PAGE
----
Linguine with Squid and Shellfish

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There is a little restaurant in an alleyway in Trastavere, Rome’s bohemian neighborhood near the Tiber River. My sister and I spent a week here a few years ago during a cold, frigid spell in December. The weather meant that the quintessential Roman markets filled with fresh produce were sparse. No tomatoes, no artichokes, no squash blossoms waiting to be turned into something delicious.

But oh, the pasta. December is just as fine a time for pasta as any other, and I had one of my favorite renditions in Trastavere. The name of the restaurant escapes me now, but the pasta hasn’t. Brimming with seafood and flecked with chilis, I’ve recreated this dish at home. This version calls for pickled hot cherry peppers, but if you can get your hands on some oil packed Calabrian chiles, all the better.

Linguine with squid and shellfish


1/4 cup olive oil
2 garlic cloves, thinly sliced
1 1/4 cup chopped parsley
1/4 teaspoon crushed red pepper
1/3 cup dry white wine
1/2 pound cleaned small squid, bodies cut into 1/4-inch rings
1 pound linguine pasta
2 pounds clams, scrubbed
2 pounds mussels, scrubbed
1/2 pound bay scallops
4 pickled hot cherry peppers, thinly sliced
1 tablespoon lemon juice

1. In a larger saucepan, heat the olive oil. Add the garlic and cook over low heat, stirring, until it just starts to brown, 2 minutes. Add 1 cup of the parsley, the crushed red pepper and a pinch of salt and cook until fragrant. Add the wine and bring to a boil. Stir in the squid, cover and braise over low heat, stirring, until tender, 30 minutes.

2. In a large saucepan of salted boiling water, cook the pasta until al dente; drain.

3. While the pasta cooks, add the clams, mussels and scallops to the squid. Cover and cook over high heat until the clams and mussels just start to open, 3 minutes. Uncover and cook until the clams and mussels open fully and the broth is slightly reduced, 4 minutes. Add the pasta, pickled peppers, lemon juice and the remaining 1/4 cup of parsley and cook over moderate heat, tossing, until the pasta is hot and coated in a light sauce, 3 minutes. Transfer the pasta to shallow bowls and serve warm.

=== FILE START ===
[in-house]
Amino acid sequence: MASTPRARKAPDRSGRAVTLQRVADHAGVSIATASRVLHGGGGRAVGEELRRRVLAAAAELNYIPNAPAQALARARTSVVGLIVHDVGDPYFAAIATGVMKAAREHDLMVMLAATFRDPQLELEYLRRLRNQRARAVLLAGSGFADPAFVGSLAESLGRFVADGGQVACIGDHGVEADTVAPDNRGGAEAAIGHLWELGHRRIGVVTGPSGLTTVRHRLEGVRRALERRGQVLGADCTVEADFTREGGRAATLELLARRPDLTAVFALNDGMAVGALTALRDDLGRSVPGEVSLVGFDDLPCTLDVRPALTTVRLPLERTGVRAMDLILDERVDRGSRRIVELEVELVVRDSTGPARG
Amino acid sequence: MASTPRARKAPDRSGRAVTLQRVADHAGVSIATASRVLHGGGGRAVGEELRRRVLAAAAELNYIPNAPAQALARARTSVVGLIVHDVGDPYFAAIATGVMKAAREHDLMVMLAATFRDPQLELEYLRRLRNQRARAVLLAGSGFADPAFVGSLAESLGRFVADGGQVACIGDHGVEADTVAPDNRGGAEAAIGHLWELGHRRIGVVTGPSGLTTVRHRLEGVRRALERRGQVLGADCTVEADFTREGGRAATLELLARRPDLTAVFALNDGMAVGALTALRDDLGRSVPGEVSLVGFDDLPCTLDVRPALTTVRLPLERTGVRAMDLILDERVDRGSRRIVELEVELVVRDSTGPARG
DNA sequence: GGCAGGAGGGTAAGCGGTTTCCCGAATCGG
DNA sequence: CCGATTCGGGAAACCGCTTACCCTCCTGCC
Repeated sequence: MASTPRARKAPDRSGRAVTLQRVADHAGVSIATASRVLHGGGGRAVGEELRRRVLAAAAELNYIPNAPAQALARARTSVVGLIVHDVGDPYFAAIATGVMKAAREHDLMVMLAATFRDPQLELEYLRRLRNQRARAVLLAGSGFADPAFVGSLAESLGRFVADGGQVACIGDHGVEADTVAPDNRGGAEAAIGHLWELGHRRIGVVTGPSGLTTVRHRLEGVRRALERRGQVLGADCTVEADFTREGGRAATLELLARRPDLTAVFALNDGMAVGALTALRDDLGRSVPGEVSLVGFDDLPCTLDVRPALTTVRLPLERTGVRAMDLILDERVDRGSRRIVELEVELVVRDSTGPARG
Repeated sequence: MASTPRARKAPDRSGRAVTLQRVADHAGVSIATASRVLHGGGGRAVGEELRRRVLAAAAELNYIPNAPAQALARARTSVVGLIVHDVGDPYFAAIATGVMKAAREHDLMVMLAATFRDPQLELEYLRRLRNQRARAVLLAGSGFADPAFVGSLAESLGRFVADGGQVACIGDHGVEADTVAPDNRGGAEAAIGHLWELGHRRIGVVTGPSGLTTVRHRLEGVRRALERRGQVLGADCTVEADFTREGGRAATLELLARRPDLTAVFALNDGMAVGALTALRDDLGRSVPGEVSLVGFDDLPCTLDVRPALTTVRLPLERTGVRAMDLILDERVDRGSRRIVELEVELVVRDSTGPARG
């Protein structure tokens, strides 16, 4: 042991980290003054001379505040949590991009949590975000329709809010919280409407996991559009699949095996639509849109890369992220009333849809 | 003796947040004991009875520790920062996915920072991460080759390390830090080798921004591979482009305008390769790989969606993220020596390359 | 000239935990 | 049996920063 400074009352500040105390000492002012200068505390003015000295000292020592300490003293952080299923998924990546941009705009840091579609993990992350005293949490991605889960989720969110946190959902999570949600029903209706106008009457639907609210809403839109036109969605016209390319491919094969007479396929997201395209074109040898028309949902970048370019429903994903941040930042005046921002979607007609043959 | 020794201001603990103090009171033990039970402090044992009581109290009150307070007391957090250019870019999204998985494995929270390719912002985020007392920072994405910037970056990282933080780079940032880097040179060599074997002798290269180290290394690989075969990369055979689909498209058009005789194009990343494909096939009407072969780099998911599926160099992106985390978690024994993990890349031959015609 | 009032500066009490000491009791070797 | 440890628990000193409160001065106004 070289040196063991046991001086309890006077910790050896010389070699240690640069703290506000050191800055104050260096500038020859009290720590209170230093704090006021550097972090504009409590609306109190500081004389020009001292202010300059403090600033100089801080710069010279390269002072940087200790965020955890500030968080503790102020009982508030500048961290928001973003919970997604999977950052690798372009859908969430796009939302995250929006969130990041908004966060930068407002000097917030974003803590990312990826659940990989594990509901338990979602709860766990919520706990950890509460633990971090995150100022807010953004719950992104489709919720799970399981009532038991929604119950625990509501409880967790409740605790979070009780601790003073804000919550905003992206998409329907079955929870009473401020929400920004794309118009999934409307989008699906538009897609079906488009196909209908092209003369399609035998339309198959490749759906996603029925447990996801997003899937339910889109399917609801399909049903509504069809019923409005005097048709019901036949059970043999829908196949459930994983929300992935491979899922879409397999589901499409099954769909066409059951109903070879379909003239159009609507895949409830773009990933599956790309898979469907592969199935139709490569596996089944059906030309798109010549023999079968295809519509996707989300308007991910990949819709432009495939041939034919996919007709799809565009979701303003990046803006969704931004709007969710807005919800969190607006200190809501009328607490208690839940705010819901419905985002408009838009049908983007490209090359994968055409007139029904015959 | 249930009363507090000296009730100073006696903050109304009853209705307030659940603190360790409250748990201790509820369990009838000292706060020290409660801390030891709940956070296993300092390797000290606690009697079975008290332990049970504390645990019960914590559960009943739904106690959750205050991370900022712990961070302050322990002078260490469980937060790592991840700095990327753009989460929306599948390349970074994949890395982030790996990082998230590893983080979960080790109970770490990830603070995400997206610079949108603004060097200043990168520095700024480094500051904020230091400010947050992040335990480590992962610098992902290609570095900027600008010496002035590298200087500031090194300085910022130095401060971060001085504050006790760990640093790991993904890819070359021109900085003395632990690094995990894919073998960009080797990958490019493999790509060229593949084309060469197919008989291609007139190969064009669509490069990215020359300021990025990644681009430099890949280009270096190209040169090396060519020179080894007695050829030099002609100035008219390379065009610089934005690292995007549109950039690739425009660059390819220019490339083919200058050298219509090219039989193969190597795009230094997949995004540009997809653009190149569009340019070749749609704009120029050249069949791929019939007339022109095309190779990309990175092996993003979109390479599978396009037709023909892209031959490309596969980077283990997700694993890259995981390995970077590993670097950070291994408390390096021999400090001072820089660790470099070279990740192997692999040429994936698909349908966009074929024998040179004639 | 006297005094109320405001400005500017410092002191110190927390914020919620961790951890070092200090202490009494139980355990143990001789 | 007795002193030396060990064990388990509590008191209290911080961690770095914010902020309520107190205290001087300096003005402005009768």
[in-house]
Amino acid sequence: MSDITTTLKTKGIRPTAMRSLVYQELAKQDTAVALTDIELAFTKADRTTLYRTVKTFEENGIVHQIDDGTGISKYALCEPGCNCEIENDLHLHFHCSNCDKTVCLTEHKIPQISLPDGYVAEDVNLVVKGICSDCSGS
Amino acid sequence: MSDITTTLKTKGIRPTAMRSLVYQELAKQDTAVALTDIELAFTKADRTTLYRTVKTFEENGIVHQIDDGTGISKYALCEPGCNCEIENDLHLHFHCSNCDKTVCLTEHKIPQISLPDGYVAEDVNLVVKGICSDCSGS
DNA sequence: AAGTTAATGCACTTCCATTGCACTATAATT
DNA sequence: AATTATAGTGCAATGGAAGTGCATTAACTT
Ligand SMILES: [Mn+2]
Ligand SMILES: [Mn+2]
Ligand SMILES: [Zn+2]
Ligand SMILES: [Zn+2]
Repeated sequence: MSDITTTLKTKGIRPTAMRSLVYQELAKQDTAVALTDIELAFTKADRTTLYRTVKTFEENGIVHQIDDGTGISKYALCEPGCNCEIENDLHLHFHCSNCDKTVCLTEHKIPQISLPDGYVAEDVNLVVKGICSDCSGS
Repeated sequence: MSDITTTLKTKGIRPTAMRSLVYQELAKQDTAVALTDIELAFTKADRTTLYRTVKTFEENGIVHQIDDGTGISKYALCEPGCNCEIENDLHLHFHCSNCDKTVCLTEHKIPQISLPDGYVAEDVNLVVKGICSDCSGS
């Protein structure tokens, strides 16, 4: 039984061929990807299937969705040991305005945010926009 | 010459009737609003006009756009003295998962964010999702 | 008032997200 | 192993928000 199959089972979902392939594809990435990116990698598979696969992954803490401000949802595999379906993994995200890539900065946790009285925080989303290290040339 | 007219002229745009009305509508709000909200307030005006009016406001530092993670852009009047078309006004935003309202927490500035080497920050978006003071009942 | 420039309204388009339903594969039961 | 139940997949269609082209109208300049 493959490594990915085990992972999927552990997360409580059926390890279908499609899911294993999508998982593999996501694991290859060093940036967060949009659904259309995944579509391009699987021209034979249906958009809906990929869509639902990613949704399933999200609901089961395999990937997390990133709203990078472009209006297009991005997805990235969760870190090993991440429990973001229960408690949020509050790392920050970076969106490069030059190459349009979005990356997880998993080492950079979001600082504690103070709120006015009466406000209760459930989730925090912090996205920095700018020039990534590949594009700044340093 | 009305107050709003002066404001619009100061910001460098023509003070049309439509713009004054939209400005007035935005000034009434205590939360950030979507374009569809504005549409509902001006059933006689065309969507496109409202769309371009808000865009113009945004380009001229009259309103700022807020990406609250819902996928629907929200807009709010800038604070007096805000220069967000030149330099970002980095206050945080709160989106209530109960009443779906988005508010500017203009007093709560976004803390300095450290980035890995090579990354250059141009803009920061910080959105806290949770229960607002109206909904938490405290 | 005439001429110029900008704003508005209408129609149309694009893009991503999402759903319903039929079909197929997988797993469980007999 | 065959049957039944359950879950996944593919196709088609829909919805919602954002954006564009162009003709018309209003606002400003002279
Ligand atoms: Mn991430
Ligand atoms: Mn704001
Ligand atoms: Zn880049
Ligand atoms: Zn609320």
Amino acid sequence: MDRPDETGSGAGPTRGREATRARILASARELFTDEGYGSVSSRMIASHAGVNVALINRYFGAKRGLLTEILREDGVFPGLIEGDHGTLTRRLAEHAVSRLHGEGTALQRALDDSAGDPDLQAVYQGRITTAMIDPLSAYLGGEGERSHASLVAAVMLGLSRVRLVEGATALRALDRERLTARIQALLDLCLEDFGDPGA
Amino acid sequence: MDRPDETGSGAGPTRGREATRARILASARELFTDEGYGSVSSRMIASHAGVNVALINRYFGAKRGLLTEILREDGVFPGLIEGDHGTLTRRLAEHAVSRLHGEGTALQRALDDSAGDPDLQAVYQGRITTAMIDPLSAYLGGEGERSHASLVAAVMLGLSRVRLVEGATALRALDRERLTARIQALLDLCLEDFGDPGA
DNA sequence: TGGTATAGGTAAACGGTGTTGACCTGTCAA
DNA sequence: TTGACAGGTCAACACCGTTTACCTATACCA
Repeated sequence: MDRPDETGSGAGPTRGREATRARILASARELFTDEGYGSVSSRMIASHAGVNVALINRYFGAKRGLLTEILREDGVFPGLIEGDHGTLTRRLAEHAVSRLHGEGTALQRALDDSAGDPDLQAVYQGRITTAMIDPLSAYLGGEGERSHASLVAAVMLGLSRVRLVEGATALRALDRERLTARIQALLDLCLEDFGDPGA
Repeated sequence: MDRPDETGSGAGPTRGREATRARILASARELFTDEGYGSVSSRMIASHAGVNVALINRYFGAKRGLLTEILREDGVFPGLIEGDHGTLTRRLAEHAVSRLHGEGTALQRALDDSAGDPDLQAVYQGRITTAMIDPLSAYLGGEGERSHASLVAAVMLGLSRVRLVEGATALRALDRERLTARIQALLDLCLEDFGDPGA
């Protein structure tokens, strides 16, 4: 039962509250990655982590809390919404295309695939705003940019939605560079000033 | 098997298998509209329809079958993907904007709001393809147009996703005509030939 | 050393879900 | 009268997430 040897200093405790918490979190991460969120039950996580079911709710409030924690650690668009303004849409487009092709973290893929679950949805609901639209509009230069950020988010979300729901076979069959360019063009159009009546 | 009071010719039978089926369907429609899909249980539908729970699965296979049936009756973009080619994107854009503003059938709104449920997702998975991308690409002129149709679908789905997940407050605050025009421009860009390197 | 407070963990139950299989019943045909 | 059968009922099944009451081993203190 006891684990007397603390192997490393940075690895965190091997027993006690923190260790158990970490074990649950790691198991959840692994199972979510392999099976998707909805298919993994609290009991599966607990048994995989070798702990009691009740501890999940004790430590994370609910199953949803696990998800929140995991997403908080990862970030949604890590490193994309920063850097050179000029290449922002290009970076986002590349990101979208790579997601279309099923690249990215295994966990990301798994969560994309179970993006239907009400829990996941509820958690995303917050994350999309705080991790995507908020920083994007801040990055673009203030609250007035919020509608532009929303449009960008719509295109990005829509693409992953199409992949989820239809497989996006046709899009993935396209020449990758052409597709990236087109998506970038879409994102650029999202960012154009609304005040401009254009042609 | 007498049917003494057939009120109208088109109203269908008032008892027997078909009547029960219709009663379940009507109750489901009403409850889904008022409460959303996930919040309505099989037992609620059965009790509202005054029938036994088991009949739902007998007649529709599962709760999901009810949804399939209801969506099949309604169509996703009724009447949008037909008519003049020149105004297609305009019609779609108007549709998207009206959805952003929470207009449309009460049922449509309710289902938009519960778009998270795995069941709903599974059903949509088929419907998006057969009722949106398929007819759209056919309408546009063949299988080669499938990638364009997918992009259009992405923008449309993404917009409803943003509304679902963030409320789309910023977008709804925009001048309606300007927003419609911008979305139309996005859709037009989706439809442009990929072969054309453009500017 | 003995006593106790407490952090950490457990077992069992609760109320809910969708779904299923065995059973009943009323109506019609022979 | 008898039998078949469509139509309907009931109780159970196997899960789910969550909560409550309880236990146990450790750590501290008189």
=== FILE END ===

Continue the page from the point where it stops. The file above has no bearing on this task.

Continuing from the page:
Seafood and Garlic Chive Lo Mein

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I work near San Francisco’s Chinatown and every day is an uphill (literally and figuratively) battle to resist the delicious noodle dishes beckoning at every corner. My favorite are the bustling Hong Kong-style shops that line Chinatown’s alleyways, serving chewy egg noodles tossed with fresh vegetables and seafood.

This dish is an homage to those restaurants that I adore so much. It’s worth it to seek out garlic chives as they impart a uniquely herbaceous flavor, although a combination of regular chives and minced garlic can be substituted. I use scallops and squid here, but any shellfish will work just fine.

Seafood and garlic chive lo mein


1 pound fresh thin Chinese egg noodles
3 teaspoons sesame oil
6 squid (about 4 ounces), cleaned
3/4 pound sea scallops, halved
1 tablespoon cornstarch
1/2 teaspoon salt
2/3 cup chicken broth
1 tablespoon soy sauce
1 tablespoon oyster-flavored sauce
4 dried shiitake mushrooms
1 tablespoon vegetable oil
1 tablespoon minced ginger
1/2 pound yellow garlic chives, cut into 2-inch lengths
4 green onions, cut into 2-inch lengths

1. Bring a large pot of water to a boil. Add noodles and cook according to package directions. Drain, rinse with cold water, and drain again. Add 2 teaspoons sesame oil and toss to coat.

2. Cut off squid tentacles. Cut squid bodies in half lengthwise with a knife and score the inside diagonally in a cross-hatch pattern. Combine squid tentacles and bodies, scallops, cornstarch, and salt in a bowl. Stir to coat; let stand for 10 minutes. Combine chicken broth, soy sauce, oyster-flavored sauce, and remaining teaspoon sesame oil in another bowl to form sauce.

3. Soak dried mushrooms in warm water to cover until softened, about 20 minutes; drain. Discard stems and thinly slice caps.

4 Place a wok over medium-high heat until hot. Add vegetable oil, swirling to coat sides. Add mushrooms, ginger, garlic chives, and green onions; stir-fry for 3 minutes. Add scallops and squid; stir-fry for 3 minutes. Add sauce, stirring, until it boils and thickens. Toss in noodles, mix well, remove from heat, and serve.

Spicy Anchovy Banchan

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This side dish is meant to be a banchan, or one of the small dishes served alongside cooked rice in Korean cuisine. I love it so much that sometimes I eat it on its own, too. It’s chewy, salty, fishy, and perfect with a cold drink. Spicy anchovy banchan, or myeolchi-bokkeum, keeps for a couple of weeks in the refrigerator and can be served at room temperature, making it great for a picnic. This version is adapted from the always wonderful